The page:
Originally published by The News-Press on March 21, 2022 by Amy Bennett Williams

Scientists are working to understand what’s staining water brownish to olive drab near Bunche Beach and the Sanibel Causeway in south Lee County where the Caloosahatchee River meets the Gulf of Mexico.

Photos shot by volunteer Calusa Waterkeeper pilot Ralph Arwood of the region Wednesday showed wide opaque-looking streaks.

The question now: What’s causing them?

Answers could range from muddy water stirred up by a recent windy front to the start of a harmful algae bloom, scientists say. So far, they haven’t found the red tide microbe in nearby water specimens.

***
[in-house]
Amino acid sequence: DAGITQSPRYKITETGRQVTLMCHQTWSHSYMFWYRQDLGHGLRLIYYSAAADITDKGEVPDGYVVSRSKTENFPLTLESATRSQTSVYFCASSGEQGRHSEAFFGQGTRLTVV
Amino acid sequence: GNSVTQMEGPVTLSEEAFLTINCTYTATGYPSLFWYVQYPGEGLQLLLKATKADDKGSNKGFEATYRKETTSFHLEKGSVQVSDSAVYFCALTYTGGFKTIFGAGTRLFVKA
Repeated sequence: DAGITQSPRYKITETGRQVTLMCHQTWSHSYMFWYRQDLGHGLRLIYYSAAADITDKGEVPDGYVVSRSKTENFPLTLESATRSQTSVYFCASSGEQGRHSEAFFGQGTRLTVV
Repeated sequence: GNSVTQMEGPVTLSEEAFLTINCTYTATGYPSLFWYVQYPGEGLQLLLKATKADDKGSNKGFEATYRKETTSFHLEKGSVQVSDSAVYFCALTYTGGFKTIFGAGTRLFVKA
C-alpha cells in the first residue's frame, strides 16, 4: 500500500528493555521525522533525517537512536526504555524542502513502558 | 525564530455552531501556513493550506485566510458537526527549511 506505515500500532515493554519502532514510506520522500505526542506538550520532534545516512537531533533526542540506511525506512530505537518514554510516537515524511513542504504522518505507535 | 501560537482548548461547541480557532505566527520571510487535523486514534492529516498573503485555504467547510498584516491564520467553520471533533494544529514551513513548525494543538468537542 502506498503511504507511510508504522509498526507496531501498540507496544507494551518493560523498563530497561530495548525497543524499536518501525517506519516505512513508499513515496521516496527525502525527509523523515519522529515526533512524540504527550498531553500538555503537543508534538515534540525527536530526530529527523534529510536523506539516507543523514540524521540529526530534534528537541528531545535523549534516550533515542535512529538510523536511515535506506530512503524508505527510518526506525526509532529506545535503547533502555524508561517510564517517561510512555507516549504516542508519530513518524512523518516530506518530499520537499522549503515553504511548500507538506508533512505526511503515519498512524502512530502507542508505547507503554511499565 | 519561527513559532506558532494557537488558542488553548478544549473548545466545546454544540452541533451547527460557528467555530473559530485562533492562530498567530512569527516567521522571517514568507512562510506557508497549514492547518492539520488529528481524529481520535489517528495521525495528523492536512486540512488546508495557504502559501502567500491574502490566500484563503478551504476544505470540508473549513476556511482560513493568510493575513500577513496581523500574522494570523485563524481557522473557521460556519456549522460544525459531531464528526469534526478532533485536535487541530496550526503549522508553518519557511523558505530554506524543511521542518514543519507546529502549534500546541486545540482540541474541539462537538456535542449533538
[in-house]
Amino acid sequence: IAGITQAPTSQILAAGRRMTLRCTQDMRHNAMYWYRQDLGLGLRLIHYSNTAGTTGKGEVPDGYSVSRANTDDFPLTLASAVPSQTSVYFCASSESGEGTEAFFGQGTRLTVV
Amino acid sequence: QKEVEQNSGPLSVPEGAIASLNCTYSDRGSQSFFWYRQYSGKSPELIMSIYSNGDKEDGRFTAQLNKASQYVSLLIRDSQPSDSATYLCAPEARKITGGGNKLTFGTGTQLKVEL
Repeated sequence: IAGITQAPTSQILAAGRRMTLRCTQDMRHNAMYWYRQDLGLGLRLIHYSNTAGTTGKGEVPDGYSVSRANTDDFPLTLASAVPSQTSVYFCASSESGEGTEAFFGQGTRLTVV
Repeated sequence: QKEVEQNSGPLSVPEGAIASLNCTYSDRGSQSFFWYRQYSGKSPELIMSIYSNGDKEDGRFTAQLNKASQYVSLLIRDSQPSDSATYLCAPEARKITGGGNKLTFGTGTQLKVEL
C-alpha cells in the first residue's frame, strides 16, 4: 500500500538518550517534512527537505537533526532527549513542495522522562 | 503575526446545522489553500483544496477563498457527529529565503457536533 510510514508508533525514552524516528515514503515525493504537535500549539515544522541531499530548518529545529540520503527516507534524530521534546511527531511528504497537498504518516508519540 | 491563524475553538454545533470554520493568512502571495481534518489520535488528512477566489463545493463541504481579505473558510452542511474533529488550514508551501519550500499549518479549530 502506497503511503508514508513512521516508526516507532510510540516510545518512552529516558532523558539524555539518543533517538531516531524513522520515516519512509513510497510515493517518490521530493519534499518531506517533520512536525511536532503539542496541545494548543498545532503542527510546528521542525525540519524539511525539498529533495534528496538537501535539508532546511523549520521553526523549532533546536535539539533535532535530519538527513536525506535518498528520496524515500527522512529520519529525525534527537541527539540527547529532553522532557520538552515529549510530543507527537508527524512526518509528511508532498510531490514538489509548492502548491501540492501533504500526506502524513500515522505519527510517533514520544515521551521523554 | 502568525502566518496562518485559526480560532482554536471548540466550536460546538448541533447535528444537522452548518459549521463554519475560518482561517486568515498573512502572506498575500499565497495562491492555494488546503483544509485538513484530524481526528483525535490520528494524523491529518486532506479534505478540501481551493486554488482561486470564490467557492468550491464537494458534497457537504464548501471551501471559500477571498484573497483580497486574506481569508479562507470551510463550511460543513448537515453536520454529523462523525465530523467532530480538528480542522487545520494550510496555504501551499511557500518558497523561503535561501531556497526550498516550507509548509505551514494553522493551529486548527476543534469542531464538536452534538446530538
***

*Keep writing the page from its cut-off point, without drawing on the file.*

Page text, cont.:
Calusa Waterkeeper John Cassani says he’s open to the idea that the weird-looking water could be turbidity caused by suspended particles, but he’s concerned about the streaks’ clearly defined borders in the photos, which are more characteristic of algae blooms.

“The edge of turbid water is not usually that defined and typically more diffuse. Last year about this time we saw similar blooms nearshore. My best guess until I can get a sample is a diatom bloom.”

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